Despite calls from many quarters, the intelligence services have not provided the public with any proof. Instead, Americans are expected to blindly trust these services with a long history of failure. Additionally, the former Director of National Intelligence, James Clapper, and the former Director of the Central Intelligence Agency, John Brennan, have both been known to lie to the public and to Congress, Mr. Clapper doing so under oath.

Meanwhile, WikiLeaks founder Julian Assange maintains the emails did not come from Russia (or any other state actor) and his organization has an unblemished record of revealing accurate information in the public interest that would otherwise remain hidden. While responsible journalists continue to use the word ‘alleged’ to describe the accusations, Republicans with an ax to grind against Russia, and Democrats wishing to distract from their own failings in the campaign, refer to them as fact. Indeed, on the ‘Amy in the News’ page of your own website, Jordain Carney of The Hill refers to the Russian meddling as “alleged”.

A congressional commission to investigate the alleged Russian hacking is not necessary. Even if all the allegations are true, they are altogether common occurrences, and they certainly don’t rise to the level of “an act of aggression”, “an existential threat to our way of life”, or “an attack on the American people” as various Democratic officials have characterized them. Republican Senator John McCain went full monty and called the alleged meddling “an act of war”.

Joining War Hawks

It is of concern that you would join Senator McCain and the equally belligerent Senator Lindsey Graham on a tour of Russian provocation through the Baltics, Ukraine, Georgia, and Montenegro. The announcement of your trip (December 28, 2016) on the ‘News Releases’ page of your website renewed the unproven claim of “Russian interference in our recent election”. It also claimed that the countries you were visiting were facing “Russian aggression” and that “Russia illegally annexed Crimea”.

Sen. John McCain  and Sen. Lindsey Graham

It is unfortunate that these claims have become truisms by sheer repetition rather than careful examination of the facts. Russia has not invaded eastern Ukraine. There are no regular units of the Russian military in the breakaway provinces, nor has Russia launched any air strikes from its territory. It has sent weapons and other provisions to the Ukrainian forces seeking autonomy from Kiev, and there are most certainly Russian volunteers operating in Ukraine.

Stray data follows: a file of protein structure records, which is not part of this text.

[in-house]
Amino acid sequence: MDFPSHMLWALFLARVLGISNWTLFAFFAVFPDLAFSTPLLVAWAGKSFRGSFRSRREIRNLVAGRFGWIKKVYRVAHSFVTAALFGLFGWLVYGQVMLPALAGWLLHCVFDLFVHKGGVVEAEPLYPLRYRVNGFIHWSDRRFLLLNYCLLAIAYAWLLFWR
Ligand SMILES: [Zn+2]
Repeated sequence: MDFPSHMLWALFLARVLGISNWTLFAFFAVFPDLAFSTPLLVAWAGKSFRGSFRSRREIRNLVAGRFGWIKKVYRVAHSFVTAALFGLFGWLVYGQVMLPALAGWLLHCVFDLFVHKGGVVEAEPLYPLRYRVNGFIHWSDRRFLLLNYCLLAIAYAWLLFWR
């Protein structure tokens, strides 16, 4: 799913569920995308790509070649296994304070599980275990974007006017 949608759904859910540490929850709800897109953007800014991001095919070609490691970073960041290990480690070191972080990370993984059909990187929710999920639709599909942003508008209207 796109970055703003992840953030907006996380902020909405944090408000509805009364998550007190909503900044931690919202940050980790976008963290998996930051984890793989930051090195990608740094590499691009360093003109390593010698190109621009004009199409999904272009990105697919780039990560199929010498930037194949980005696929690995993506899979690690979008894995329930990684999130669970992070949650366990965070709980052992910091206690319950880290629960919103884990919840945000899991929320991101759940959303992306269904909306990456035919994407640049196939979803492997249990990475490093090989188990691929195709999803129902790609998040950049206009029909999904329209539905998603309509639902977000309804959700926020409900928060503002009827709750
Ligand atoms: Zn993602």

However regrettable, it must be remembered that the unrest was precipitated by the February 22, 2014 overthrow of the democratically elected president Viktor Yanukovych which, speaking of meddling, was assisted by U.S. State Department, other American government agencies, and one Senator John McCain. The subsequent military and paramilitary operations launched by the coup government against the People’s Republics of Donetsk and Luhansk were described by President Putin as “uncontrolled crime” spreading into the south and east of the country. In American parlance, both the interim coup government in Kiev and the current government of President Petro Poroshenko have engaged in “killing their own people”.

Ignoring the Details

If Russia’s actions are to be considered “aggression” or an “invasion”, one must find a whole new word to describe what the United States did to Iraq in 2003. If, like your colleague Senator McCain, you hold the annexation of Crimea to be illegal under the 1994 Budapest Memorandum, I urge a closer look.

On February 21, 2014, an agreement brokered by the European Union was signed between President Yanukovych and the leaders of three major opposition parties. The agreement contained terms for a cessation of violence, immediate power sharing, and new elections. Smelling blood in the water, the opposition in Maidan Square did not withdraw from the streets or surrender their illegal weapons as agreed, but instead went on the offensive. Yanukovych, under threat to his life, fled Kiev along with many others in his Party of Regions.

Nor did the opposition party leaders honor the agreement. The next day, they moved to impeach Yanukovych, however they failed to meet several requirements of the Ukrainian Constitution. They failed to indict the president, conduct an investigation, and have that investigation certified by the Constitutional Court of Ukraine. Instead, they moved directly to a vote on impeachment and, even on that count, they failed to obtain the required three-fourths majority vote. So, even though the Budapest Memorandum did offer assurances of Ukrainian security and territorial integrity in exchange for surrender of Soviet-era nuclear weapons on its soil, the sovereign government of Ukraine had fallen in a violent unconstitutional putsch.